I set my Vagrantfile’s puppet block to look like this:

config.vm.provision "puppet" do |puppet|
  puppet.manifests_path = "puppet/manifests"
  puppet.manifest_file  = "site.pp"

  puppet.module_path   = "puppet/modules"

Note how my manifests and modules folder are in a puppet folder. Our directory structure now looks like:


Why? Vagrant, for me, is a tool that ties a bunch of other tools together: uniting virtual machine running with various provisioning tools locally and remotely. Plus the fact that the Vagrantfile is just Ruby means that I’m often pulling values out into a vagrantfile_config pattern, or writing tools or something. Thus, the more organization I can have at the top level the better.

Modules vs Manifests

I tend to one module per project I’m trying to deploy. By that I mean if I’m deploying a Rails bookstore app, I’ll create a bookstore module. This module will contain all the manifests I need to get the bookstore up and running: manifests to configure mysql, Rails, redis, what-have-you.

Sometimes these individual manifests are simple (and honestly probably could be replaced with clever hiera configs, once I dig into that more), and sometimes a step means configuring two or three things. (a “configure mysql” step yes, needs to use an open source module to install MySQL, but also may need to create a mysql user, create a folder with the correct permissions for the database files, set up a cron job to backup the database, etc)

I also assume I’ll be git subtree-ing a number of community modules directly into my codebase.

My puppet/manifests/ folder than ends up looking like a poor man’s Roles and Profiles setup. I take some liberties, but it’s likely the author is dealing with waaaaay more Puppet nodes than I’d ever imagine with this setup.

Pulling in third party Puppet modules

The third party Puppet community has already created infrastructure pieces I can use and customize, and has created a package manager to make installation easy. Except we need to run these package managers before we run Puppet on the instance!

Vagrant to the rescue! We can run multiple provisioning tasks (per instance!) in a Vagrantfile!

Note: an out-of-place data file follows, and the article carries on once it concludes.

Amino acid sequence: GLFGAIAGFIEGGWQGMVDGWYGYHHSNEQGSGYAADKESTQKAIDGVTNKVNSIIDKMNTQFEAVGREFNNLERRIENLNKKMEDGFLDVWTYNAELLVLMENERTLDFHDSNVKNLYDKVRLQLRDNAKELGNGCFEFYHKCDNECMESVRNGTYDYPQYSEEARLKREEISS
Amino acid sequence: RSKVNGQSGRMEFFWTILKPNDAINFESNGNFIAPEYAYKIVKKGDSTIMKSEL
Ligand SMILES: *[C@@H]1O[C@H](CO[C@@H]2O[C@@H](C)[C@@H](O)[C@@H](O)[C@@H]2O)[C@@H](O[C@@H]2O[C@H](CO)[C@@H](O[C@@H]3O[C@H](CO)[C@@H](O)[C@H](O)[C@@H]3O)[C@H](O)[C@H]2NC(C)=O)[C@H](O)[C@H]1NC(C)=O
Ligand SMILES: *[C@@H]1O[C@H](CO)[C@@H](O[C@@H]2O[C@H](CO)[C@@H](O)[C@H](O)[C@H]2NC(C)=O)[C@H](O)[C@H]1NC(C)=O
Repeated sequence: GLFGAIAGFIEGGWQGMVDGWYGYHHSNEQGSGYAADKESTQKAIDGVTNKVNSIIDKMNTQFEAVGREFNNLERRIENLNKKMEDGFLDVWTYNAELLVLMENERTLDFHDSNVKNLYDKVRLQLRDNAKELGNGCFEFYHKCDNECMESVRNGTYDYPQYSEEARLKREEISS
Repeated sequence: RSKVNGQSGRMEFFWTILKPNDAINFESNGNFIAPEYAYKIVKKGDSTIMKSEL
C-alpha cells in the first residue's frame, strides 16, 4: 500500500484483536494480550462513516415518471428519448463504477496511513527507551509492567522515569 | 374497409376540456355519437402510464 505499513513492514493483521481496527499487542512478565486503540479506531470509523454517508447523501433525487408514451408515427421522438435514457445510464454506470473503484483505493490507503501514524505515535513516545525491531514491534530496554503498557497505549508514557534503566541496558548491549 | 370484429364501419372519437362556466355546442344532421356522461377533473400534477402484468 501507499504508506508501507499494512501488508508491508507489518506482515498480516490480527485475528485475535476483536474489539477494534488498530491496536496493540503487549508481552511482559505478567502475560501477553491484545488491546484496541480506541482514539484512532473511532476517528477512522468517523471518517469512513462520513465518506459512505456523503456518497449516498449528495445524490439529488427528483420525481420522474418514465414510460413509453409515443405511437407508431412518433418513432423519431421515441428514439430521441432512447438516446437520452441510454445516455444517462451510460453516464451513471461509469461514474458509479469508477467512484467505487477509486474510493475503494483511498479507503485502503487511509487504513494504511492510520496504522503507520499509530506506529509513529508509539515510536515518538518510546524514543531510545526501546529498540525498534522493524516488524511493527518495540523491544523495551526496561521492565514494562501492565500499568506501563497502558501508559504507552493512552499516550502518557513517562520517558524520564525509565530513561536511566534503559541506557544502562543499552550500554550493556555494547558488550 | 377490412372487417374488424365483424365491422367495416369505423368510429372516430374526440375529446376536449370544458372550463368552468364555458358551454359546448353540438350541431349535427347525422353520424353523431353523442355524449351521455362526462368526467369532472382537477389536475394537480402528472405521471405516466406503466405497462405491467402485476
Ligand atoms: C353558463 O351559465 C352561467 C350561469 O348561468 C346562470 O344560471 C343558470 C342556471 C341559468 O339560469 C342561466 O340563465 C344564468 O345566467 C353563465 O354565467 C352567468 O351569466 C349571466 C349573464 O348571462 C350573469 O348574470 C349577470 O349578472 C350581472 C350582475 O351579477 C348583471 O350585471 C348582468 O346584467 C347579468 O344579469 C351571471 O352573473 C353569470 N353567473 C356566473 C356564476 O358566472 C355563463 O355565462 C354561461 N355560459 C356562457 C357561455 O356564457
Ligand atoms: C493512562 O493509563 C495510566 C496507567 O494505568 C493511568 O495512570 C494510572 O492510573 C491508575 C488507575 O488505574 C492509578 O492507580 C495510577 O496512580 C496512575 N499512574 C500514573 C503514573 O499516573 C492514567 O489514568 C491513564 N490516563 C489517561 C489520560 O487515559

Before the config.vm.provision "puppet" line, we tell puppet to install modules we’ll need later:

    config.vm.provision :shell, :inline => "test -d /etc/puppet/modules/rvm || puppet module install maestrodev/rvm"

Because the shell provisioner will always run, we want to test that a Puppet module is not installed before we try to install it.

There are other ways to manage Puppet modules, but this simple shell inline command works for me. I’ll often install 4 or 5 third party modules this way, simply copy/pasting and changing the directory path and module name. As long as I’m before the puppet configuration block these modules will be installed before that happens.

Uninstalling Old Puppet Versions (and installing the latest)

This weekend I discovered a Ubuntu 12 LTS box with a very old version of Puppet on it (2.7). I have a love/hate relationship with Ubuntu LTS: The LTS means Long Term Support, so nothing major changes over the course of maybe 5 years. Great for server stability. However, that also means that preinstalled software that I depend on may be super old… and I may want / need the new version.

I ended up writing the following bash script:

#!/usr/bin/env bash
# This removes ancient Puppet versions on the VM - if there IS any ancient
# version on it - so we can install the latest.
# It is meant to be run as part of a provisioning run by Vagrant
# so it must ONLY delete old versions (not current versions other stages have installed)
# It assumes that we're targeting Puppet 3.7 (modern as of Feb 2015...)

INSTALLED_PUPPET_VERSION=$(apt-cache policy puppet | grep "Installed: " | cut -d ":" -f 2 | xargs)
echo "Currently installed version: $INSTALLED_PUPPET_VERSION"

if [[ $INSTALLED_PUPPET_VERSION != 3.7* ]] ; then
  apt-get remove -y puppet=$INSTALLED_PUPPET_VERSION puppet-common=$INSTALLED_PUPPET_VERSION
  echo "Removed old Puppet version: $INSTALLED_PUPPET_VERSION"

It assumes your desired Puppet version is 3.7.x, which should be good until Puppet 4.